If your bus or coach journey starts and ends within an EU country, and the journey is over 250km, you may be protected under special EU rules. However, a bus or minibus accident can even happen during a short transfer journey from your home to the airport or between the airport and the hotel. An accident on these journeys could at the very least spoil the end of your holiday but it may also prevent your trip taking place at all. If you booked the transfer together with other elements of your holiday it may be possible to claim against the tour operator or travel agency in the UK.
Our experienced holiday accident claims solicitors will be able to advise you how to approach things according to your specific circumstances and ensure you are awarded maximum compensation.
The amount of compensation you could be entitled to is determined by the rules of the country where the accident occurred, as are the time limits for bringing an action against a bus or coach company abroad.
We’d advise you to get in touch with us as soon as possible to start your claim to ensure all procedures are followed within the various rules involved.
Neil Lorimer and his colleagues in the personal injury department settled a compensation claim involving a serious holiday accident, which sadly included a large number of deaths and casualties.
A coach bringing holidaymakers home from the Costa Brava careered off a French motorway killing eleven people, including six from Shropshire, and injuring a further 60.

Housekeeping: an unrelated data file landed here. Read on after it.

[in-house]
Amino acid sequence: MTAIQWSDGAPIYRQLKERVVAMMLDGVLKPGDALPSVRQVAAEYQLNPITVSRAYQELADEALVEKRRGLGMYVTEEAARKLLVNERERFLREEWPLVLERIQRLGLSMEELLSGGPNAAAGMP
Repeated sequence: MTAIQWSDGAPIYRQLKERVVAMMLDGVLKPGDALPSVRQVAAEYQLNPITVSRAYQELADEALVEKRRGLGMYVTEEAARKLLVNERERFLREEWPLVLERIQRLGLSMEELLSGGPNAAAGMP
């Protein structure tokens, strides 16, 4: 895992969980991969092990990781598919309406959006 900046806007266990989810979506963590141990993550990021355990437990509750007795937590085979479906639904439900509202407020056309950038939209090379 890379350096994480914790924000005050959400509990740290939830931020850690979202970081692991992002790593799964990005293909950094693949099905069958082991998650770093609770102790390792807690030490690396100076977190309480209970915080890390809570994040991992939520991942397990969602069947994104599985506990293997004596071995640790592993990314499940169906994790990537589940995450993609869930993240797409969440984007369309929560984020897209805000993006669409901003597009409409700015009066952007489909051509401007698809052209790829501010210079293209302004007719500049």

Lanyon Bowdler’s personal injury department also dealt with a multi party action on behalf of 23 claimants injured in a coach accident in Grenoble, France.
Neil Lorimer recovered substantial damages for three clients injured in a minibus accident near Jaipur, India, which involved a number of complex issues. One of the clients, Carol Sharpe, suffered fractured vertebrae in her spine.
Following the successful claim, she commented: “Can I add my heartfelt thanks to you and your team for the way you have pursued my accident claim and for obtaining an outcome that came as a wonderful surprise.”
If you’ve been involved in a car accident abroad while you were a passenger in a taxi and you have received medical treatment for your injuries, you may be able to claim compensation. As with all accidents involved injuries you should keep good records of what happened.
If the taxi driver at fault is worried about the repercussions, it might be difficult to get accurate details from them, especially if there is a language barrier.
In this case, it is even more important to get help from the local police and collect supporting evidence yourself through photos and videos.
If you've been injured, or a loved one has been killed in a road traffic accident abroad that wasn't your fault, we could help you claim compensation.
This guide offers some helpful tips on what to do in the event you have been injured or suffered illness whilst abroad.
Please give our accidents abroad solicitors a call for a friendly, confidential, conversation about how we can help support you with a personal injury claim. There is no commitment or charge for our initial assessment.
Please contact a member of the team or complete our online inquiry form toward the top of this page on the right-hand side. We can also arrange a home or hospital visit when more convenient.
Lanyon Bowdler has offices in Shrewsbury, Bromyard, Hereford, Ludlow, Oswestry, Telford, and Conwy in North Wales. We regularly act for clients across Shropshire, Herefordshire, Mid and North Wales, Birmingham and the Midlands on holiday road traffic accidents and accidents or illnesses abroad compensation claims.
As a leading national law firm, we can represent you wherever you live in England, Wales or Northern Ireland. Give us a call or complete our online enquiry form, to see how we can help. We have offices in Telford, Shrewsbury, Oswestry, Ludlow, Bromyard and Hereford so are able to act for clients all over Shropshire, Herefordshire, Mid and North Wales and across the Midlands.